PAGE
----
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COVID-19: Teachers in Honduras get on their bikes to help deliver school meals

Nutritious meals reach children despite coronavirus lockdown through collaboration between WFP, UNICEF and government
, WFP Español
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Changing lives: Teachers Dorla Haylock and Delsa López unload a ration of food from their ATV buggy. Photo: Courtesy of Golda Haylock


By Hetze Tosta


A fishing ban that came into force at the beginning of March — and is set to last until July — is exacerbating the already challenging situation faced by families in La Moskitia, a region on the eastern tip Honduras's Mosquito Coast. With parents' sources of income disrupted, school meals represent the only food that children are likely to receive during the day.


Because of the COVID-19 pandemic, their predicament has worsened. When authorities ordered the closure of schools across the country to contain the outbreak last month, the National School Feeding Programme —which supplies hot meals to 1.2 million children a month — was also suspended.


To the people of La Moskitia, in Gracias a Dios, the poorest, most vulnerable and hard-to-reach department in the country, it seemed that this new storm had taken their only lifejacket.



It is a story being echoed across the globe, as partial or country-wide closures of schools are reported in almost all the countries where the World Food Programme — as the largest provider of school meals — implements or works with governments on feeding programmes.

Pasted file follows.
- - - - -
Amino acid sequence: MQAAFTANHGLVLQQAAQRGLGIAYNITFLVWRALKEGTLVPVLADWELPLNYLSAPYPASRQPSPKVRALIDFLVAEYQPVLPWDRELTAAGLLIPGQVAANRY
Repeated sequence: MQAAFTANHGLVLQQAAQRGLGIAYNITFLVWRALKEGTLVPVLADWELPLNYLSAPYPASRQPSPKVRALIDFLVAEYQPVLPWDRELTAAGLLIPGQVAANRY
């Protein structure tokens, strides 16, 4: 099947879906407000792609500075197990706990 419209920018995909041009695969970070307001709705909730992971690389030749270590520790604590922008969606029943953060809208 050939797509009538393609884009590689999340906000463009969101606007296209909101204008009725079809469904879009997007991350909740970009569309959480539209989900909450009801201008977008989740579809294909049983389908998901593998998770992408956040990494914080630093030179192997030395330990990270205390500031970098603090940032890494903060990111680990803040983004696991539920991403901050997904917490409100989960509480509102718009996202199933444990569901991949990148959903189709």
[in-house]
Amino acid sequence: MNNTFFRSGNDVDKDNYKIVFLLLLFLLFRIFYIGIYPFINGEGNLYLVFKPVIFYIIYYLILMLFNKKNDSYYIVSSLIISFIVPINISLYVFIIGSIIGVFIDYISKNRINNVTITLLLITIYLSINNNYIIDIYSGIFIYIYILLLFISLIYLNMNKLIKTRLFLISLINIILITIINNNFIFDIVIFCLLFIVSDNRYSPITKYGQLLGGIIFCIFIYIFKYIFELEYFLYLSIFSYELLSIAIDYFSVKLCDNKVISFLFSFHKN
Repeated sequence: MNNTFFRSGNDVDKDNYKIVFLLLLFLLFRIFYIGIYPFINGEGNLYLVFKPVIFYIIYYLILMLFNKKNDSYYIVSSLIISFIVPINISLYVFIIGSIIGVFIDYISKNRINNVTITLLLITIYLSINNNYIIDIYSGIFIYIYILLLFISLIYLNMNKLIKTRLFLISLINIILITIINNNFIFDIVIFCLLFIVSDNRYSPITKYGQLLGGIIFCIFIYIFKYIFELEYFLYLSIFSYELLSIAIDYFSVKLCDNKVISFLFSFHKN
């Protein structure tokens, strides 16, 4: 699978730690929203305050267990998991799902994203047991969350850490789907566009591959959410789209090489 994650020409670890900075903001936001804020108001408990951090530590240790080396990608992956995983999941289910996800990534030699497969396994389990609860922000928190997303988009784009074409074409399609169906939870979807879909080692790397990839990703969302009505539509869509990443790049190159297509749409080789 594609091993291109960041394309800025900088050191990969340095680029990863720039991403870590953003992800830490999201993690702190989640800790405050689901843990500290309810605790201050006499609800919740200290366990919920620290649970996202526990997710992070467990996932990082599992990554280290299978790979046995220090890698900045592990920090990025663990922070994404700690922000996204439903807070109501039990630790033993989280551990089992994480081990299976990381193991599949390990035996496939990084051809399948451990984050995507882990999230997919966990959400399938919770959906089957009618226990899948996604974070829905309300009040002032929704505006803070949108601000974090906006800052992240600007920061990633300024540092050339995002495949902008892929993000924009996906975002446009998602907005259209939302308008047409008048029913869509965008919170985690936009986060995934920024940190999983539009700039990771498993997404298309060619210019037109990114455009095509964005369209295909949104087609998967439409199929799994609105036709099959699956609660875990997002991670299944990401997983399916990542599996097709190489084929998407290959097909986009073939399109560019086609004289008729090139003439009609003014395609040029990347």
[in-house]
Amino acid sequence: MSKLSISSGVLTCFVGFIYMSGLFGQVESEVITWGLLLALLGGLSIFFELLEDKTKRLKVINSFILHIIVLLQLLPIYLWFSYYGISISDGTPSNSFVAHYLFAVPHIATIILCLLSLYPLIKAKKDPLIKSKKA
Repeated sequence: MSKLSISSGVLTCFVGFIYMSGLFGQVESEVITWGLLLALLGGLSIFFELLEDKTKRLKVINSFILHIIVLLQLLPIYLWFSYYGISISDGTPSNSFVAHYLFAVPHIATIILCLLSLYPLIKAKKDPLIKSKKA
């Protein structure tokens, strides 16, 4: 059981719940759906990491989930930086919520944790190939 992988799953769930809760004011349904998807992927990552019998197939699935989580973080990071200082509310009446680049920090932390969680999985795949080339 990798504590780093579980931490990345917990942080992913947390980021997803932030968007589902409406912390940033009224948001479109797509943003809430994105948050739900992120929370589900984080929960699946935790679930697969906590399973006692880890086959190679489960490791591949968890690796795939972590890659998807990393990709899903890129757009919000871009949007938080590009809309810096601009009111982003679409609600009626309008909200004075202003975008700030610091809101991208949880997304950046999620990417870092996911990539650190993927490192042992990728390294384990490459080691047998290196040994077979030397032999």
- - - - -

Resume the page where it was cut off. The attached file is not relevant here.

In Honduras, the authorities took action on the matter and ordered mitigation measures that allowed students to continue receiving their food.


Thanks to a collaboration between World Food Programme (WFP) and UNICEF, in support of the Honduran Government, safety protocols have been developed for teachers, together with school feeding committees, to prepare food rations that had been left unprepared when the schools shut.



As a consequence, one adult per family can go to a school to withdraw a ration of food, consisting of rice, beans, oil and cornmeal.


Security protocols developed by WFP and UNICEF also allow for the delivery of take-home rations. So, professor Golda Haylock, District Director of Education in Kaukira, in Gracias a Dios, and the 80 teachers there, rolled their sleeves up.


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Professor Dorla Haylock got on her motorcycle to visit her students and document their situation so they can receive help. Photo: Supplied


"We decided to go for the door-to-door delivery to avoid crowds in schools, and it was also an opportunity to see how the children and their families were doing," says Golda, who is also a teacher at the Kasbrikapiska school (which in Miskito means ‘piece of sky').


In delivering food, the teachers take the opportunity to train families on how to keep the coronavirus at bay. They also verify the identity of families and document their living conditions, so that they can receive the appropriate assistance down the line.